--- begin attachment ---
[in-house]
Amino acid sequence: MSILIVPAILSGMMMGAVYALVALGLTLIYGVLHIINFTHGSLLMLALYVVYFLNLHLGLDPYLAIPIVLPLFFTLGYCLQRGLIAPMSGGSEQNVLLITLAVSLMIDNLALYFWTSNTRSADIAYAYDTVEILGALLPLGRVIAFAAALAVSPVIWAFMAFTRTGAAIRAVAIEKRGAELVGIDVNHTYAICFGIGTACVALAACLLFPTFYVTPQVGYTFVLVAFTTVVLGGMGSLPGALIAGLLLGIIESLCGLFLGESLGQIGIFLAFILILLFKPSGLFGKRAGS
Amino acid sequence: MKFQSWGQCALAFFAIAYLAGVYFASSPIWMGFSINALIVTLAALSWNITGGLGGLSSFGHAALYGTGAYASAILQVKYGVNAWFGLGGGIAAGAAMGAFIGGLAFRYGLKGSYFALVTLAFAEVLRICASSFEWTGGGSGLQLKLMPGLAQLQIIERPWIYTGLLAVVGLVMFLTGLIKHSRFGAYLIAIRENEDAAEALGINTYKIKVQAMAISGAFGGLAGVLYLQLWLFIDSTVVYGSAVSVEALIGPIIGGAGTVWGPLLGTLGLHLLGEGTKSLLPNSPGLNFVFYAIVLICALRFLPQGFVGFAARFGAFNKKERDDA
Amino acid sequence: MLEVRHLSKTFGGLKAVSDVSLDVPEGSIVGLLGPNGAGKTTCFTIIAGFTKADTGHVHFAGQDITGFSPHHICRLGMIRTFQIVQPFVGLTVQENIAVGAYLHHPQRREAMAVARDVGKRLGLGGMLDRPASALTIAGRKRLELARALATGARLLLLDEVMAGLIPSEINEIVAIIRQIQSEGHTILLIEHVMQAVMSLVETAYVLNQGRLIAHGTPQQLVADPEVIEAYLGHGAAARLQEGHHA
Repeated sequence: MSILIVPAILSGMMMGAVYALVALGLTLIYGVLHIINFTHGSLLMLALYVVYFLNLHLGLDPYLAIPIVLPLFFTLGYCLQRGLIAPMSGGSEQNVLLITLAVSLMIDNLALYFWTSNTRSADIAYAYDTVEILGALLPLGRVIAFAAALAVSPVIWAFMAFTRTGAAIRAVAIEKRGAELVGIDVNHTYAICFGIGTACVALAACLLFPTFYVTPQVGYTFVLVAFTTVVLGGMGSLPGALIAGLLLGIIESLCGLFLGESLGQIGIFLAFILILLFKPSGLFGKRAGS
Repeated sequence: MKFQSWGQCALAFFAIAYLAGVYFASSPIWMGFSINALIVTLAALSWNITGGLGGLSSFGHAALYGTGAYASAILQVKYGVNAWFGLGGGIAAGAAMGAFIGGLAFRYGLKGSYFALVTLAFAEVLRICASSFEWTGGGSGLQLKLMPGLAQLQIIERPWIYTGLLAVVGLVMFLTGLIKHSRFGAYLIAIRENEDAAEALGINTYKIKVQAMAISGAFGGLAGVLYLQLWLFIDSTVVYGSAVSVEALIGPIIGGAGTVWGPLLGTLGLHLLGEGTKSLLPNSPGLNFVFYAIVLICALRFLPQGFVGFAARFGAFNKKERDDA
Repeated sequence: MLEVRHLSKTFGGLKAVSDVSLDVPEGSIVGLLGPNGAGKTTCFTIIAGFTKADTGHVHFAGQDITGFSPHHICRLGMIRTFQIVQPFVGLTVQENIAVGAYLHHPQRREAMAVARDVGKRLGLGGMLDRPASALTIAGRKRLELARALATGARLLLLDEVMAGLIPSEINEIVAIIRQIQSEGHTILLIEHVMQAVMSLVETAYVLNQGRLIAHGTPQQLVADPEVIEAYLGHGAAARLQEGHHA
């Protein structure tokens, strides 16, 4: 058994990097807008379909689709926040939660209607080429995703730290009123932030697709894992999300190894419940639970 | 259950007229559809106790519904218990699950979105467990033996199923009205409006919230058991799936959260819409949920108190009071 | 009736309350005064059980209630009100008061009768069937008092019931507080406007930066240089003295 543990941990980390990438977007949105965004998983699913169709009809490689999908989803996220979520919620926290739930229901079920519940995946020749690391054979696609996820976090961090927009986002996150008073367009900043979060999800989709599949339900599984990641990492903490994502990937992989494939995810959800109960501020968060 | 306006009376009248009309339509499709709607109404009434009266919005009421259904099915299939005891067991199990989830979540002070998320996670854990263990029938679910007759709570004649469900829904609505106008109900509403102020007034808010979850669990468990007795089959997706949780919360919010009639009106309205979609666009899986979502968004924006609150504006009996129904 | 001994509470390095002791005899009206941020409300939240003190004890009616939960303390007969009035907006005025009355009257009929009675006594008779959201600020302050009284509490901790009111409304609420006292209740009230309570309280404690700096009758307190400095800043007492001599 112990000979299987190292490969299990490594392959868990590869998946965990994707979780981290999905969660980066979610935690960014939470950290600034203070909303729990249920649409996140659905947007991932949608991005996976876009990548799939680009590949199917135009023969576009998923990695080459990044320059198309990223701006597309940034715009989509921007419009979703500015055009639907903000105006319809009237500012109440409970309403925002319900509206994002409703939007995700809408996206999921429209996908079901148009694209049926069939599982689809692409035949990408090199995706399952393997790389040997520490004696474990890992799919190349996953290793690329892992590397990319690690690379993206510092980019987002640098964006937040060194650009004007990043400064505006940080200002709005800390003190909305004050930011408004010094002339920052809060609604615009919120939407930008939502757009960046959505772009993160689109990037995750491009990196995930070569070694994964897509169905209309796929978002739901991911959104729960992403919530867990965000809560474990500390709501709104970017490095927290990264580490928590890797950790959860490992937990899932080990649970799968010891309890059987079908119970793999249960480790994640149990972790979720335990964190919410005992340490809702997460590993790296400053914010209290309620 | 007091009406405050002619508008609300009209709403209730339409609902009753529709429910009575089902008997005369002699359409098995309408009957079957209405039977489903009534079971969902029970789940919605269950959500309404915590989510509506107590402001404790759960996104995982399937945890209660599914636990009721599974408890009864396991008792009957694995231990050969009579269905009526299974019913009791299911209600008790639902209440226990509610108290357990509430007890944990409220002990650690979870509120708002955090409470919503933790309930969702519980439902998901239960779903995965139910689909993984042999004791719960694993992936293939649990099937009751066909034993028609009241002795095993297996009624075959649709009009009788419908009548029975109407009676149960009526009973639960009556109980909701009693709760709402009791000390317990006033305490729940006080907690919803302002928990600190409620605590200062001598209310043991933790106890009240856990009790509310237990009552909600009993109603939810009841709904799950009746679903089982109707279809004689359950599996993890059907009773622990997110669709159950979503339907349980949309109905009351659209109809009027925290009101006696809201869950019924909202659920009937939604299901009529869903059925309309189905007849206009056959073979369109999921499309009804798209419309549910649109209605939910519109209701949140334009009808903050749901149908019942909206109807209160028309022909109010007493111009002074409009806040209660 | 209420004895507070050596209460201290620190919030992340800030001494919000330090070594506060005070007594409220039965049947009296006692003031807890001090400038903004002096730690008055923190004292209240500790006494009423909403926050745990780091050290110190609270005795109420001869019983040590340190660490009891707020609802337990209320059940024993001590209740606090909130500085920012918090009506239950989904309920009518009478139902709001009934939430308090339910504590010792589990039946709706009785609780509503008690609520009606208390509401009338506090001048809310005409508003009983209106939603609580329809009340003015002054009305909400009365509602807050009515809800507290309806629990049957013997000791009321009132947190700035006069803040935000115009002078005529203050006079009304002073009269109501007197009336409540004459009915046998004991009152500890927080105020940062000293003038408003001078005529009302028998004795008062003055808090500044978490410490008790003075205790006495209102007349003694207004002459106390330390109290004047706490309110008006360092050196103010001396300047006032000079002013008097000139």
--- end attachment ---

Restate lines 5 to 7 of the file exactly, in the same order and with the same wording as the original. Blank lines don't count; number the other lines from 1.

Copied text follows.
Repeated sequence: MSILIVPAILSGMMMGAVYALVALGLTLIYGVLHIINFTHGSLLMLALYVVYFLNLHLGLDPYLAIPIVLPLFFTLGYCLQRGLIAPMSGGSEQNVLLITLAVSLMIDNLALYFWTSNTRSADIAYAYDTVEILGALLPLGRVIAFAAALAVSPVIWAFMAFTRTGAAIRAVAIEKRGAELVGIDVNHTYAICFGIGTACVALAACLLFPTFYVTPQVGYTFVLVAFTTVVLGGMGSLPGALIAGLLLGIIESLCGLFLGESLGQIGIFLAFILILLFKPSGLFGKRAGS
Repeated sequence: MKFQSWGQCALAFFAIAYLAGVYFASSPIWMGFSINALIVTLAALSWNITGGLGGLSSFGHAALYGTGAYASAILQVKYGVNAWFGLGGGIAAGAAMGAFIGGLAFRYGLKGSYFALVTLAFAEVLRICASSFEWTGGGSGLQLKLMPGLAQLQIIERPWIYTGLLAVVGLVMFLTGLIKHSRFGAYLIAIRENEDAAEALGINTYKIKVQAMAISGAFGGLAGVLYLQLWLFIDSTVVYGSAVSVEALIGPIIGGAGTVWGPLLGTLGLHLLGEGTKSLLPNSPGLNFVFYAIVLICALRFLPQGFVGFAARFGAFNKKERDDA
Repeated sequence: MLEVRHLSKTFGGLKAVSDVSLDVPEGSIVGLLGPNGAGKTTCFTIIAGFTKADTGHVHFAGQDITGFSPHHICRLGMIRTFQIVQPFVGLTVQENIAVGAYLHHPQRREAMAVARDVGKRLGLGGMLDRPASALTIAGRKRLELARALATGARLLLLDEVMAGLIPSEINEIVAIIRQIQSEGHTILLIEHVMQAVMSLVETAYVLNQGRLIAHGTPQQLVADPEVIEAYLGHGAAARLQEGHHA